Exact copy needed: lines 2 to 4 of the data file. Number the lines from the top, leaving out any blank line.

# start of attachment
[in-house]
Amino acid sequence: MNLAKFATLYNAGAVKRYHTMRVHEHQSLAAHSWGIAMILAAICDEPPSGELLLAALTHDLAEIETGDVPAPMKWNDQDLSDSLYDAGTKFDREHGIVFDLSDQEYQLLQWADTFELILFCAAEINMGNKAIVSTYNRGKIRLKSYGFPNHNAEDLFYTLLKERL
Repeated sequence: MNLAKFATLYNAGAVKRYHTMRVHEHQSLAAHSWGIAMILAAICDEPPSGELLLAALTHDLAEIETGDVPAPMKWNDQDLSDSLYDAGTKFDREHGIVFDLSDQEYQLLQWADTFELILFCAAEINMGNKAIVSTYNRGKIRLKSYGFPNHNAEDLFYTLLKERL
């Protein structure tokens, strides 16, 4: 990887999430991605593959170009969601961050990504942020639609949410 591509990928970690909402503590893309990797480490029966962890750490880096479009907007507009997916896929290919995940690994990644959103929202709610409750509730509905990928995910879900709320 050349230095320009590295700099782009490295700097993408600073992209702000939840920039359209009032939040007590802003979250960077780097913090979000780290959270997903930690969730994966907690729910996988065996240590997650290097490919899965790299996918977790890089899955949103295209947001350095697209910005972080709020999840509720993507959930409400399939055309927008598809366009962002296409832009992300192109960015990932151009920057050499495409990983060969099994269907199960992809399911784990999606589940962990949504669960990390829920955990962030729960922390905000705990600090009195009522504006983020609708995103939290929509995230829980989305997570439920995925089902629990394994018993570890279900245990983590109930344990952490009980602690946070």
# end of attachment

Amino acid sequence: MNLAKFATLYNAGAVKRYHTMRVHEHQSLAAHSWGIAMILAAICDEPPSGELLLAALTHDLAEIETGDVPAPMKWNDQDLSDSLYDAGTKFDREHGIVFDLSDQEYQLLQWADTFELILFCAAEINMGNKAIVSTYNRGKIRLKSYGFPNHNAEDLFYTLLKERL
Repeated sequence: MNLAKFATLYNAGAVKRYHTMRVHEHQSLAAHSWGIAMILAAICDEPPSGELLLAALTHDLAEIETGDVPAPMKWNDQDLSDSLYDAGTKFDREHGIVFDLSDQEYQLLQWADTFELILFCAAEINMGNKAIVSTYNRGKIRLKSYGFPNHNAEDLFYTLLKERL
């Protein structure tokens, strides 16, 4: 990887999430991605593959170009969601961050990504942020639609949410 591509990928970690909402503590893309990797480490029966962890750490880096479009907007507009997916896929290919995940690994990644959103929202709610409750509730509905990928995910879900709320 050349230095320009590295700099782009490295700097993408600073992209702000939840920039359209009032939040007590802003979250960077780097913090979000780290959270997903930690969730994966907690729910996988065996240590997650290097490919899965790299996918977790890089899955949103295209947001350095697209910005972080709020999840509720993507959930409400399939055309927008598809366009962002296409832009992300192109960015990932151009920057050499495409990983060969099994269907199960992809399911784990999606589940962990949504669960990390829920955990962030729960922390905000705990600090009195009522504006983020609708995103939290929509995230829980989305997570439920995925089902629990394994018993570890279900245990983590109930344990952490009980602690946070």